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Al Gore

Albert Arnold Gore Jr. is an American politician and environmentalist who served as the 45th vice president of the United States from 1993 to 2001.

Gore was Bill Clinton’s running mate in their successful campaign in 1992, and the pair was re-elected in 1996.

Near the end of Clinton’s second term, Gore was selected as the Democratic nominee for the 2000 presidential election but lost the election in a very close race after a Florida recount.

After his term as vice-president ended in 2001, Gore remained prominent as an author and environmental activist, whose work in climate change activism earned him (jointly with the IPCC) the Nobel Peace Prize in 2007.

  • Full name: Albert Arnold Gore Jr.
  • Profession: American politician
  • 45th U.S. Vice President
  • Born: 31 March 1948 (age 72 years), Washington, D.C., United States
  • Height: 1.85 m
  • Spouse: Mary Elizabeth Aitcheson Gore (m. 1970)
  • Books: An Inconvenient Truth: The Planetary Emergency of Global Warming and What We Can Do About It
  • Education: Vanderbilt University Divinity School (1971–1972)
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About Al Gore

Gore was born on 31 March 1948, in Washington, D.C., United States. He is the second of two children of Albert Gore Sr., a U.S. Representative who later served for 18 years as a U.S. Senator from Tennessee, and Pauline (LaFon) Gore, one of the first women to graduate from Vanderbilt University Law School.

Gore is a descendant of Scots-Irish immigrants who first settled in Virginia in the mid-17th-century and moved to Tennessee after the Revolutionary War. His older sister Nancy LaFon Gore died of lung cancer.

During the school year he lived with his family in The Fairfax Hotel in the Embassy Row section in Washington D.C.

During the summer months, he worked on the family farm in Carthage, Tennessee, where the Gores grew tobacco and hay and raised cattle.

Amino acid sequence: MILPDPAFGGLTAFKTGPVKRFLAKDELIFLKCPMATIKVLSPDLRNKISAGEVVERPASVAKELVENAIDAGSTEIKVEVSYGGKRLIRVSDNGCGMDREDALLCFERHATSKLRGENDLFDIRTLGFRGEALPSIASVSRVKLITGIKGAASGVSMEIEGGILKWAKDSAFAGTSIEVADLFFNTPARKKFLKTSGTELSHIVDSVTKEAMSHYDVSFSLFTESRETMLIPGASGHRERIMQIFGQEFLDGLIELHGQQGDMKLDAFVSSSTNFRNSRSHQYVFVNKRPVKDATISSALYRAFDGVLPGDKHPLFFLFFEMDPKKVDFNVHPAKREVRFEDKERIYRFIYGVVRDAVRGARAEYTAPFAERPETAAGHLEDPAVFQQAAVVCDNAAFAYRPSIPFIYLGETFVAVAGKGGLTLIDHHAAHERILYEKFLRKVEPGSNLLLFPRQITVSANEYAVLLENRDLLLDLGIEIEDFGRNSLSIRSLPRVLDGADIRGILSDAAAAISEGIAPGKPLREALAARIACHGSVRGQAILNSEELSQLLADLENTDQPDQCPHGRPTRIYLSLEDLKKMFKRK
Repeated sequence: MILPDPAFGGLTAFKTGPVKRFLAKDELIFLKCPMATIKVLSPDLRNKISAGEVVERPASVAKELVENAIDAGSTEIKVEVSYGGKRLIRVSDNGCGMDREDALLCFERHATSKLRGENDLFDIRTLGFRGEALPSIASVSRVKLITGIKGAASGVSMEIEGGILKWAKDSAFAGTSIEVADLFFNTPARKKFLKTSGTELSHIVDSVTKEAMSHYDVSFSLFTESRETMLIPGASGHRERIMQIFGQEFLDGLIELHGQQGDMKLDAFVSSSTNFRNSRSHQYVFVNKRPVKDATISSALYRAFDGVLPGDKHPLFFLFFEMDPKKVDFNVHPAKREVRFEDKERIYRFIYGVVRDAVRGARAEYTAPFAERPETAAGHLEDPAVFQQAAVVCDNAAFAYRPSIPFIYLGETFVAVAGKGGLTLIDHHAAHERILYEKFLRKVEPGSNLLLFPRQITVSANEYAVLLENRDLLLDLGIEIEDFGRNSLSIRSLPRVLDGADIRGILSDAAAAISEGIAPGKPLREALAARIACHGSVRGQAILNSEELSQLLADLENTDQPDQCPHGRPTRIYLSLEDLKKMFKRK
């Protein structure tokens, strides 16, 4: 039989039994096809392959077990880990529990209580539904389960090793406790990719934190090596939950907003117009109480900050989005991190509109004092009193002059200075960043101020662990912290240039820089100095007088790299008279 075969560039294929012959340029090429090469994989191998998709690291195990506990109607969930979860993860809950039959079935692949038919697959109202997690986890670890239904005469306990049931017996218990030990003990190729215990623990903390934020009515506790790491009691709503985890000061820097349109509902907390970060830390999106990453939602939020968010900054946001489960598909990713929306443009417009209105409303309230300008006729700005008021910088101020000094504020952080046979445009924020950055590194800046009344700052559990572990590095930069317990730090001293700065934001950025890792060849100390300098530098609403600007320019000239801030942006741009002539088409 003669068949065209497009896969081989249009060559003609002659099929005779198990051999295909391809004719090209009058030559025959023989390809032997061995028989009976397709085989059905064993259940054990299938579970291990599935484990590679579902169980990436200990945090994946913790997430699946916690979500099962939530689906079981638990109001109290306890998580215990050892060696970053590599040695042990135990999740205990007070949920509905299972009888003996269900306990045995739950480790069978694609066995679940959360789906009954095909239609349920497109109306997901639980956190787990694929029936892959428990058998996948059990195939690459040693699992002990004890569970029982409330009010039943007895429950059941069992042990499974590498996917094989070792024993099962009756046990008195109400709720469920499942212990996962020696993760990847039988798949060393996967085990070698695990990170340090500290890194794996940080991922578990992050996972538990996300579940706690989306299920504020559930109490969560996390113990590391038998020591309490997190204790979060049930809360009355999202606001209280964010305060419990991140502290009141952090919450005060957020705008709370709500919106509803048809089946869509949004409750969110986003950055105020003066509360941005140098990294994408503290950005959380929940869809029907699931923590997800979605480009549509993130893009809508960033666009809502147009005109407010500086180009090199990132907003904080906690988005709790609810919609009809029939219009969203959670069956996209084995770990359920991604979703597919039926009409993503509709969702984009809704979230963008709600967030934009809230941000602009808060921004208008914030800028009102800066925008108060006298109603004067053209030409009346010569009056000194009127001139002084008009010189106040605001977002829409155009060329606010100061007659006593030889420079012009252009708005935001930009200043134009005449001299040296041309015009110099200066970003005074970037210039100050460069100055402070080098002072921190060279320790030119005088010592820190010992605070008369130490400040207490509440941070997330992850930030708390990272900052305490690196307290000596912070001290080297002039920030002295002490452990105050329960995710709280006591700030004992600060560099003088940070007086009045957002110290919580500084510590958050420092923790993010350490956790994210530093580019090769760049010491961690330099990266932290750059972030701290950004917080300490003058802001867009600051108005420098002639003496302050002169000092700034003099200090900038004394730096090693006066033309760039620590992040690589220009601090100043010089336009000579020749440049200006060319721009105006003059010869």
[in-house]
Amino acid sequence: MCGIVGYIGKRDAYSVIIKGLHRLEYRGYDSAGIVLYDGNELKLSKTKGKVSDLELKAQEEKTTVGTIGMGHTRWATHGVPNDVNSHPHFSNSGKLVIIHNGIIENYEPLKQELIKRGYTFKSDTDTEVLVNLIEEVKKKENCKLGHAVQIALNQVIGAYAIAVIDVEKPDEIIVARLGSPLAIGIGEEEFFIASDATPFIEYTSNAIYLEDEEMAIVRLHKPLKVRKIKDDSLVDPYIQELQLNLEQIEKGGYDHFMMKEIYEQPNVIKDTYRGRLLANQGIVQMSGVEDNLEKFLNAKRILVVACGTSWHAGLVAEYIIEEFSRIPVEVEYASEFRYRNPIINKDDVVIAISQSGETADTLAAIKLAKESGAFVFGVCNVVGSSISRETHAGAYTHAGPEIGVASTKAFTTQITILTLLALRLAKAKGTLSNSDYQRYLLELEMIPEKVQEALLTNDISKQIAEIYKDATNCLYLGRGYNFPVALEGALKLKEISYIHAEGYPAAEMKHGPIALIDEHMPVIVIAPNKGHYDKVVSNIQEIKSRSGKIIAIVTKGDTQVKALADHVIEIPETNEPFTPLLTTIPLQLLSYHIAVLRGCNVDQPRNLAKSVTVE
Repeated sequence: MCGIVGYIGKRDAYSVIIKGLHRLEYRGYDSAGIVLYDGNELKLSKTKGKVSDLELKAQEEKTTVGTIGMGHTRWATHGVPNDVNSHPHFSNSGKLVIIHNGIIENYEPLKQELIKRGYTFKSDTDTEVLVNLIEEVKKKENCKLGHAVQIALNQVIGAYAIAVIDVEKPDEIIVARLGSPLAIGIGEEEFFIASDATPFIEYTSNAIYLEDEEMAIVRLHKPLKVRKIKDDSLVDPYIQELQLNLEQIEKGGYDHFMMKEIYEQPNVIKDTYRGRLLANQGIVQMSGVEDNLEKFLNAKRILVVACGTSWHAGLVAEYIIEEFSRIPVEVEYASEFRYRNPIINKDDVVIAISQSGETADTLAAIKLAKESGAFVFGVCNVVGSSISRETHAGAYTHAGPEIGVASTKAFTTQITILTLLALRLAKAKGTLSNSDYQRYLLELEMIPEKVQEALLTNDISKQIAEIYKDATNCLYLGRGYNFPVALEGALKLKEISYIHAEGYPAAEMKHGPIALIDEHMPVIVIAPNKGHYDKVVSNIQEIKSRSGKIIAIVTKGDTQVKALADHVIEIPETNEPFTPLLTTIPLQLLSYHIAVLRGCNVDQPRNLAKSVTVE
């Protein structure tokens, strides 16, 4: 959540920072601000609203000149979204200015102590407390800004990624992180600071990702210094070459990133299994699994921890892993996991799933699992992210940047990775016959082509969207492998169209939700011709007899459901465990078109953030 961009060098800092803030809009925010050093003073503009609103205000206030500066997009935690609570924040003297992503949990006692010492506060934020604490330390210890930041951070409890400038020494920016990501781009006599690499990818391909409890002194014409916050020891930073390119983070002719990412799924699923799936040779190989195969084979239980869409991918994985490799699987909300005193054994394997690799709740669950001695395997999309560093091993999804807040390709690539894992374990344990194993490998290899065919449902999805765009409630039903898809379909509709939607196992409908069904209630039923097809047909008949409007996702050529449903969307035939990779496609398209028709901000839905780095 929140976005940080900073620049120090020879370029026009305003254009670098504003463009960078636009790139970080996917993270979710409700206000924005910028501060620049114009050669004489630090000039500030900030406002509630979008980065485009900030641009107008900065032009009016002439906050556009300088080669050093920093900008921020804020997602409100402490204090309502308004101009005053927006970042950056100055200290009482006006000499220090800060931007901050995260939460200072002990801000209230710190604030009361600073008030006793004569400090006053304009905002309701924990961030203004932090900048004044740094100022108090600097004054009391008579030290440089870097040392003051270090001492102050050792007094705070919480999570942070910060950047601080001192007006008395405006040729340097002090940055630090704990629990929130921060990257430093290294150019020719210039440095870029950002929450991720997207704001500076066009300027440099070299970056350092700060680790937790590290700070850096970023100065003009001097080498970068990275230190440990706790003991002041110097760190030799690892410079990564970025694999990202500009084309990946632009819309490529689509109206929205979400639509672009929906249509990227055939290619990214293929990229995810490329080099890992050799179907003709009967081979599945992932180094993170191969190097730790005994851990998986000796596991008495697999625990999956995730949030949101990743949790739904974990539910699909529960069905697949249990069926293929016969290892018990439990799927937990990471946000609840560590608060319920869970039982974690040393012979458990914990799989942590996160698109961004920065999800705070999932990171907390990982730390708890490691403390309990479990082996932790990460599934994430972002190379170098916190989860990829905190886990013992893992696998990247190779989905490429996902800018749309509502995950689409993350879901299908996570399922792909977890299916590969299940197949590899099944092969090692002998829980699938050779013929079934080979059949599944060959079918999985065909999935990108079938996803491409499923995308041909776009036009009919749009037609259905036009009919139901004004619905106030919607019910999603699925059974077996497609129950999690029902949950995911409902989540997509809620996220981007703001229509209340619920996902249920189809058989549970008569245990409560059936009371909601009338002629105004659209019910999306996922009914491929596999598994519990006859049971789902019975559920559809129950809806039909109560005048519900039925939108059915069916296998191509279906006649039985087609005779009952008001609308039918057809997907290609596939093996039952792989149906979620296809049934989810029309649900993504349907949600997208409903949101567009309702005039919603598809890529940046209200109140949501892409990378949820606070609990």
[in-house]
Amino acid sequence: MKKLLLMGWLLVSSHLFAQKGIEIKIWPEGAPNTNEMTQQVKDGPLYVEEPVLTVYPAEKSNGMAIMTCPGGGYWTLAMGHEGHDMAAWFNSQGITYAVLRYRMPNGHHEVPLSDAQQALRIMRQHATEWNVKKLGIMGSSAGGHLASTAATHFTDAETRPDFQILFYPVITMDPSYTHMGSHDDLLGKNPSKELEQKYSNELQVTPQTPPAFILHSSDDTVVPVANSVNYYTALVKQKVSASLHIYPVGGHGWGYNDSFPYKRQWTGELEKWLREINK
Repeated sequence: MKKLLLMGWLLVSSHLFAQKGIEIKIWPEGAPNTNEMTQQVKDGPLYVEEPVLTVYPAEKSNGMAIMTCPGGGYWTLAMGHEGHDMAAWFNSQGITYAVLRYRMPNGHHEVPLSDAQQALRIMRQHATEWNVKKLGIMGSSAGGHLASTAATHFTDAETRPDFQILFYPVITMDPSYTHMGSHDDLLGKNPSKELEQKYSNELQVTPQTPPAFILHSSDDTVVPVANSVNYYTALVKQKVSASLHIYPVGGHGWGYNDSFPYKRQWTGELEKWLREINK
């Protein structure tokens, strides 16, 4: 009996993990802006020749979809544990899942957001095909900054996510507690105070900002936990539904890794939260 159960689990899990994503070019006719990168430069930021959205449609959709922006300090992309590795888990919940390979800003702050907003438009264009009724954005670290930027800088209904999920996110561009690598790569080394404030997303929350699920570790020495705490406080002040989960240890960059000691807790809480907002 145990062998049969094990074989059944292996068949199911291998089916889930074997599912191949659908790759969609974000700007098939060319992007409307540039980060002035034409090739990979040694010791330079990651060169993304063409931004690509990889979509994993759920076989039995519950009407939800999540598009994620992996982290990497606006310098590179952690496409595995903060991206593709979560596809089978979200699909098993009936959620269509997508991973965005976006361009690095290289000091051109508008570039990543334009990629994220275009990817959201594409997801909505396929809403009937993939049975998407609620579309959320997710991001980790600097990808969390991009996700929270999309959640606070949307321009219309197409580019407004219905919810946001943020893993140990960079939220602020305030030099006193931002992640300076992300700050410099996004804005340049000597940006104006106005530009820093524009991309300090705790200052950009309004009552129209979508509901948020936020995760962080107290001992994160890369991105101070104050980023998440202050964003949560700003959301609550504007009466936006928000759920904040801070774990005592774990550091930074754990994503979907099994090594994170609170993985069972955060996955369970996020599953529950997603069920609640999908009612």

Gore attended St. Albans School, an independent college preparatory day and boarding school for boys in Washington, D.C., from 1956 to 1965, a prestigious feeder school for the Ivy League.

He was the captain of the football team, threw discus for the track and field team, and participated in basketball, art, and government. He graduated 25th in a class of 51, applied to Harvard and was accepted.

Career

Gore was an elected official for 24 years. He was a representative from Tennessee (1977–1985) and from 1985 to 1993 served as a senator from that state.

He served as vice president during the Clinton administration from 1993 to 2001. The 2000 presidential election was one of the closest presidential races in history.

Gore won the popular vote, but after a controversial election dispute over a Florida recount (settled by the U.S. Supreme Court, which ruled 5–4 in favour of Bush), he lost the election to Republican opponent George W. Bush in the Electoral College.

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Gore is the founder and current chair of The Climate Reality Project, the co-founder and chair of Generation Investment Management and the now-defunct Current TV network, a member of the Board of Directors of Apple Inc., and a senior adviser to Google.

Gore is also a partner in the venture capital firm Kleiner Perkins, heading its climate change solutions group.

He has served as a visiting professor at Middle Tennessee State University, Columbia University Graduate School of Journalism, Fisk University, and the University of California, Los Angeles.

He served on the Board of Directors of World Resources Institute.

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Gore has received a number of awards that include the Nobel Peace Prize (joint award with the Intergovernmental Panel on Climate Change, 2007), a Grammy Award for Best Spoken Word Album (2009) for his book An Inconvenient Truth, a Primetime Emmy Award for Current TV (2007), and a Webby Award (2005).

Gore was also the subject of the Academy Award-winning (2007) documentary An Inconvenient Truth in 2006. In 2007, he was named a runner-up for Time’s 2007 Person of the Year.